She’ll tell you that she makes $400 an hour just to explain her science to 12 people at a time.
And how that kind of makes her feel like Robin Hood.
Loftus started out wanting to explore how information was organized in long-term memory.
“It was pretty theoretical stuff, and me and five other people cared about it. I just decided one day that I wanted something with more practical application than that. I asked myself, ‘What do I talk about at parties, when there is no reward attached, except that I am interested in it?’ My answer: legal stuff.”
She realized she needed a grant to study such a thing, so she called someone she knew at the U.S. Department of Transportation and was told, “There’s money if you want to study traffic accidents.”
She began by asking how we remember traffic accidents. In 1974, she went public with her findings in Psychology Today, and pretty soon there wasn’t a defense attorney in the land who didn’t know her name.
This was OK with Loftus. She found, much to her own surprise, that helping to serve justice made her happier than anything she had ever done.
Prosecutors didn’t like her much. One called her a whore.
In 1976, she was asked to testify for Ted Bundy, accused of a string of murders. She was just this young scientist who believed “that science was there for everyone. Memories aren’t this smoking gun. There has to be more evidence than that.”
She took the assignment. Bundy was convicted anyway.
She continued to testify, making a serious dent in eyewitness reliance. She gave countless speeches to every manner of law enforcement agency. She guested at law schools and answered endless media inquiries.
In 1988, she was asked to come to the aid of John Demjanjuk, a former Ohio auto worker who’d been accused by concentration camp survivors of being the Nazis’ “Butcher of Treblinka,” a vicious, sadistic man they knew as Ivan the Terrible.
Born the daughter of Jewish parents of Eastern European descent, Loftus struggled with what to do about Demjanjuk. She read the evidence against him and asked her family what to do.
She believed in what her research told her. “I felt I was supposed to do it to be consistent. Then Emerson saved me when he wrote: ‘A foolish consistency is the hobgoblin of little minds.’ “
Loftus then struck upon the perfect solution: She would tell them no but find them an expert who would testify in like fashion. She even flew to Israel to watch.
Demjanjuk was found guilty anyway.
Does Loftus believe he was Ivan the Terrible?
“Of course not.”
“Up until (1990), I was just the Eyewitness Lady,” Loftus says, “and a few prosecutors didn’t like me very much. Then came the repressed- memory stuff and I got kind of energized and then I was hated by a whole lot of new people who’d never heard of me before.”
They had not heard of her but they had heard of Freud.
It’s his word, repression – the idea that we can hide things from ourselves in our subconscious – that got latched onto when the public was served up a dazzling array of past parental deviation, starting around the time that Roseanne Barr told People magazine in 1991 that she was, probably, an incest survivor.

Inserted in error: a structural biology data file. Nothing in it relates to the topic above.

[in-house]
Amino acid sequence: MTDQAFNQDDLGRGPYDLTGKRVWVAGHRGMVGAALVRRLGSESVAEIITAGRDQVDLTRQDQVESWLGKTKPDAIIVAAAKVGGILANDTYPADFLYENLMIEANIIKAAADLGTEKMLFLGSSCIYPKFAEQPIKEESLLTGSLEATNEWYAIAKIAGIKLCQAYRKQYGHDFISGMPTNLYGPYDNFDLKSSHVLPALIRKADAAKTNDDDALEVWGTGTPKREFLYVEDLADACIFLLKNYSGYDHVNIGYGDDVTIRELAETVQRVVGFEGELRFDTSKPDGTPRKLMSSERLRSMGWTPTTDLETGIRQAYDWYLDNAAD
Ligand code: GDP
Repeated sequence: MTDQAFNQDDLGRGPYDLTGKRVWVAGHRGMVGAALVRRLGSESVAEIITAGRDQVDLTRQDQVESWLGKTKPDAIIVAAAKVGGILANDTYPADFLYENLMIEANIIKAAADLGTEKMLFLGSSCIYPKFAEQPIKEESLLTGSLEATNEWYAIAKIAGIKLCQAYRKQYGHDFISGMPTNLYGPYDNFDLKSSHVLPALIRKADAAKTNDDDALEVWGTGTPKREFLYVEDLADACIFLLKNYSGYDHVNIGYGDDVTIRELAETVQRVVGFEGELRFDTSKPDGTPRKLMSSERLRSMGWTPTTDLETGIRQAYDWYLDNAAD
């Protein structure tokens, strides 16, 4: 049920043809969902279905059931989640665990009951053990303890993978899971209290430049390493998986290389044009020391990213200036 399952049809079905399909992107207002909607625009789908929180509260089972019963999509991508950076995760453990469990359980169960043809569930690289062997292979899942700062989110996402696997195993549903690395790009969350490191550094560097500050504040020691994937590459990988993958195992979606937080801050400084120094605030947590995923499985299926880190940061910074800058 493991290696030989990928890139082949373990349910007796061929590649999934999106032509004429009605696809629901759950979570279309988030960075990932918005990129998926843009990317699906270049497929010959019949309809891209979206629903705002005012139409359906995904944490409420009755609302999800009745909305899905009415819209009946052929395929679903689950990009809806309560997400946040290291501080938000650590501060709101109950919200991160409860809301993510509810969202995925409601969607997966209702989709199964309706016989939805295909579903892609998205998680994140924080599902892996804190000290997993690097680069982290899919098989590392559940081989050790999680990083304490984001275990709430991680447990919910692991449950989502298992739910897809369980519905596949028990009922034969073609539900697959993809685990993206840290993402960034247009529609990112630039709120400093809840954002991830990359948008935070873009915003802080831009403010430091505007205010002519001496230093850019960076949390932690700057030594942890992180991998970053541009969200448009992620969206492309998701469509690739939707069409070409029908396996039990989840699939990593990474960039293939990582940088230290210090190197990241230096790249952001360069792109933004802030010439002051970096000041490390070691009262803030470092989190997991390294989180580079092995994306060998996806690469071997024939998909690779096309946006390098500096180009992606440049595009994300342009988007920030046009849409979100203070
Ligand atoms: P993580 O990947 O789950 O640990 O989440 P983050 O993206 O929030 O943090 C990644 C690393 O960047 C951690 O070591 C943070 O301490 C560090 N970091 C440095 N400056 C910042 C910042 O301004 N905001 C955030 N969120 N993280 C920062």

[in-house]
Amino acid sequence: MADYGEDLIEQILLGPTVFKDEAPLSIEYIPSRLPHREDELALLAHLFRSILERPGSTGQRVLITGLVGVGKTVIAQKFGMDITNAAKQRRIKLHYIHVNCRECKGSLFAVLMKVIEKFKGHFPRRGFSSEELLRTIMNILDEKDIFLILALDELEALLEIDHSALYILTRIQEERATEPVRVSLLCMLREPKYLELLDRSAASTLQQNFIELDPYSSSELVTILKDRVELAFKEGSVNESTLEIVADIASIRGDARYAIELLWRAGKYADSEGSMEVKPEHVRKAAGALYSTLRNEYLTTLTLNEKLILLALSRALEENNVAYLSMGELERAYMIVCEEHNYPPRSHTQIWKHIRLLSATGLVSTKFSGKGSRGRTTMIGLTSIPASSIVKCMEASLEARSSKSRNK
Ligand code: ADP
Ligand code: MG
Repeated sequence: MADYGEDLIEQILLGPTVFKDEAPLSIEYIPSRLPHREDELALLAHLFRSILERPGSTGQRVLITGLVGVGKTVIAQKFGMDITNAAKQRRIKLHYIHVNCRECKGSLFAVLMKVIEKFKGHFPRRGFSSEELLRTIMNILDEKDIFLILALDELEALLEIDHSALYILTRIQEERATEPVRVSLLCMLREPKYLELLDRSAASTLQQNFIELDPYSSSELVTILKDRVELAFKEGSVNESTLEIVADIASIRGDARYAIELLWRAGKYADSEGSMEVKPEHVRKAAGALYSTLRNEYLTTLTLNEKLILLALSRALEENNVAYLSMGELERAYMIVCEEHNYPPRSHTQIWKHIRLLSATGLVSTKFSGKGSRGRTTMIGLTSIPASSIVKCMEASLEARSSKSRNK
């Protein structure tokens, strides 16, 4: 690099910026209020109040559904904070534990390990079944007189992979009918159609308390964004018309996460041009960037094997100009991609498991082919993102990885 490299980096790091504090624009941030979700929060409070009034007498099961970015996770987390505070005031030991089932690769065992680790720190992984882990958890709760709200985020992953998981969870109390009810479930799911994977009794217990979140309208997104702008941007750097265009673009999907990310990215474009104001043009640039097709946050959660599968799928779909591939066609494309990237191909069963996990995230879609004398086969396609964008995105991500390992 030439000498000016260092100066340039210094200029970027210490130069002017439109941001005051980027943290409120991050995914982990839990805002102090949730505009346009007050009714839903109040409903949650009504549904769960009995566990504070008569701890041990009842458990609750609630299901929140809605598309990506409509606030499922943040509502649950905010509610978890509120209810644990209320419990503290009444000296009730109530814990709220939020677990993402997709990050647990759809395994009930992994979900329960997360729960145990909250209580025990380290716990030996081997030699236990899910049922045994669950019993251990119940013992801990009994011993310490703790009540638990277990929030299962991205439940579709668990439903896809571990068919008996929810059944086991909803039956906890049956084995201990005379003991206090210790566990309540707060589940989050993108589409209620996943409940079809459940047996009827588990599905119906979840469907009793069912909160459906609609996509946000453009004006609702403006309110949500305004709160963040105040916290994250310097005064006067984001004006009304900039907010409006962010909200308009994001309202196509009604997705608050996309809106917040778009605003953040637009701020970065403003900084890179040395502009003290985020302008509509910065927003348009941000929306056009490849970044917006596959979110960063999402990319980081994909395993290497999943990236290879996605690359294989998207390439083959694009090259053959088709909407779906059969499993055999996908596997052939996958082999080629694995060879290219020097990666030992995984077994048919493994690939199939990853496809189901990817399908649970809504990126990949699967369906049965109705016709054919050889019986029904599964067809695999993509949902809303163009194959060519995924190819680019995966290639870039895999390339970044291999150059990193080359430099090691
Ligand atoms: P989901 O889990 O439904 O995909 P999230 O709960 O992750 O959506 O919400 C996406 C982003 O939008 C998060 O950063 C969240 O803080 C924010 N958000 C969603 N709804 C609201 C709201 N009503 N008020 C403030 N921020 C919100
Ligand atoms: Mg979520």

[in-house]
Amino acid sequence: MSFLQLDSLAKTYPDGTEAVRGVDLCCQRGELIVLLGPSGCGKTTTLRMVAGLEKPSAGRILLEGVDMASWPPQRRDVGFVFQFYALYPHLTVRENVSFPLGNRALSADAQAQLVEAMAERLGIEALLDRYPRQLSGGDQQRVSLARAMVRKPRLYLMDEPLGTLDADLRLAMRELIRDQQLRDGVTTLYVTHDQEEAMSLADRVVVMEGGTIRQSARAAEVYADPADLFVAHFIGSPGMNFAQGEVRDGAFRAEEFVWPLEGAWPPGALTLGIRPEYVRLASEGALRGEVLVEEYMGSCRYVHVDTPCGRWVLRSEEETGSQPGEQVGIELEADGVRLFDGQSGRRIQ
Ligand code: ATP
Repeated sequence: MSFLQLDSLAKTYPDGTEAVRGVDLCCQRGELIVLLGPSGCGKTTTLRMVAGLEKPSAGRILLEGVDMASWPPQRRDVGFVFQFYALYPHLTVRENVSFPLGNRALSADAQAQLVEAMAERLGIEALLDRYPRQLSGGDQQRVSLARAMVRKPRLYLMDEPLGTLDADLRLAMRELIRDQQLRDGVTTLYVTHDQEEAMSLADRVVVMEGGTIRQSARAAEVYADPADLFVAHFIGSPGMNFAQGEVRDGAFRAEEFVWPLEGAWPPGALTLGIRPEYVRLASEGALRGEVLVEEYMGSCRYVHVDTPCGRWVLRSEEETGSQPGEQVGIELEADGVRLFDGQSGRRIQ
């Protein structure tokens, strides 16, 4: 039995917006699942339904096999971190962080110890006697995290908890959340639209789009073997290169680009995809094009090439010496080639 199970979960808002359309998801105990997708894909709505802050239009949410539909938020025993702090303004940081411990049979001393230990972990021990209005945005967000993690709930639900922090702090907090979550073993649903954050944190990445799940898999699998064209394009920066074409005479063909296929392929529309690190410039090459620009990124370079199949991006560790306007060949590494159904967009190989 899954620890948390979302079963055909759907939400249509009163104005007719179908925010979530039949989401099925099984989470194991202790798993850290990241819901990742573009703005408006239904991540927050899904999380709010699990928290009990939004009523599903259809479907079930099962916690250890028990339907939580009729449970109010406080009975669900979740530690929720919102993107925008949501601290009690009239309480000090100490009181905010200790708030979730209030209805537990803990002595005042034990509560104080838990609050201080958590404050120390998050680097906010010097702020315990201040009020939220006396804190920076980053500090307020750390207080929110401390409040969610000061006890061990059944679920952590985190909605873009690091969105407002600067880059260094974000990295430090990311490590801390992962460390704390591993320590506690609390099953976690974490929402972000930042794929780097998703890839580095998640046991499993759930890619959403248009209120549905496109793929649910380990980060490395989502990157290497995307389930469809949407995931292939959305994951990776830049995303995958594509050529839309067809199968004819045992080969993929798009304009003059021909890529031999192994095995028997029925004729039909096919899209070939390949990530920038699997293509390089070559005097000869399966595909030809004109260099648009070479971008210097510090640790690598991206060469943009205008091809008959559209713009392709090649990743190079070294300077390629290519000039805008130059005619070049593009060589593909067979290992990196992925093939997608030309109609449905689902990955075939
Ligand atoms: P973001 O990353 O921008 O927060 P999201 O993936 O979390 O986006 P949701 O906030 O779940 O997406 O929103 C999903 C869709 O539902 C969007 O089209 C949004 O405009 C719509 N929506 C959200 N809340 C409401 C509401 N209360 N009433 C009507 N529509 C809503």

It had begun for Elizabeth Loftus the summer before, when the defense attorney for a California man named George Franklin called. Frank lin stood accused by his adult daughter of murdering her best friend when the girls were 6. The only evidence the prosecution had was Eileen Franklin’s newly discovered flashbacks of the crime, remembered during her own therapy. (She would later accuse her father of more murders, remembered.)
If other people were calling up Freud, well, so could she. Loftus went back and scoured Freud and everything ever written about what we bury and how we bury it. Wanting to know more, she was still baffled. How do you study something the subject doesn’t know is there?
She testified about post- event suggestion and the damage that years do to memory. But that testimony was not effective in keeping George Franklin from being convicted of murder.
The ball was just getting rolling. Fed in part by more open discussion and acknowledgment of child abuse, therapists were beginning to report a lot of remembered incest.
Loftus, of course, believes that child sexual abuse occurs. But she also is adamant that, as a memory, “it is stored normally and can decay with time.” It can be a memory not often returned to, she says, and can be painful to remember, but it is not something new that the subject is surprised to find and explore.
She believed that abuse, rather than being suppressed, is largely an event children do not forget. Loftus noted that the cases she was hearing about were, additionally, products of encouraged invention that led her to be highly critical of therapists.
Families were being shredded and they needed help.
Elizabeth Loftus, particularly sensitive to family shredding, was their woman.
“No one says memory’s infallible anymore,” says Robyn Fivush, professor of psychology at Emory University. “Loftus has done a tremendous amount of incredibly good work to demonstrate that you could introduce error into memory.”
But “the controversy in the psychological community is whether, as Beth suggests, repressed memory is simply a continuation and elaboration of that error � or, as many other people believe, if it’s a fundamentally different event.”
Loftus draws fire because hers is a very strong, unequivocal stand.
“She took the stand early, before a lot of research was done,” Fivush said. “And while there’s a lot more research now – done by her and others – there’s a question about how prevalent (invention) is. She says it’s super easy to get people to remember things that never happened. Others argue it can be done but only under certain conditions with certain people in certain ways. In the Lost in the Mall study, she could induce only something like 25 percent of subjects to believe they’d been lost when they were 5. She doesn’t want to consider that there could be another process at work in recovering memories.
“How can we tell the difference between the invented and the real? That’s where the money should be spent.”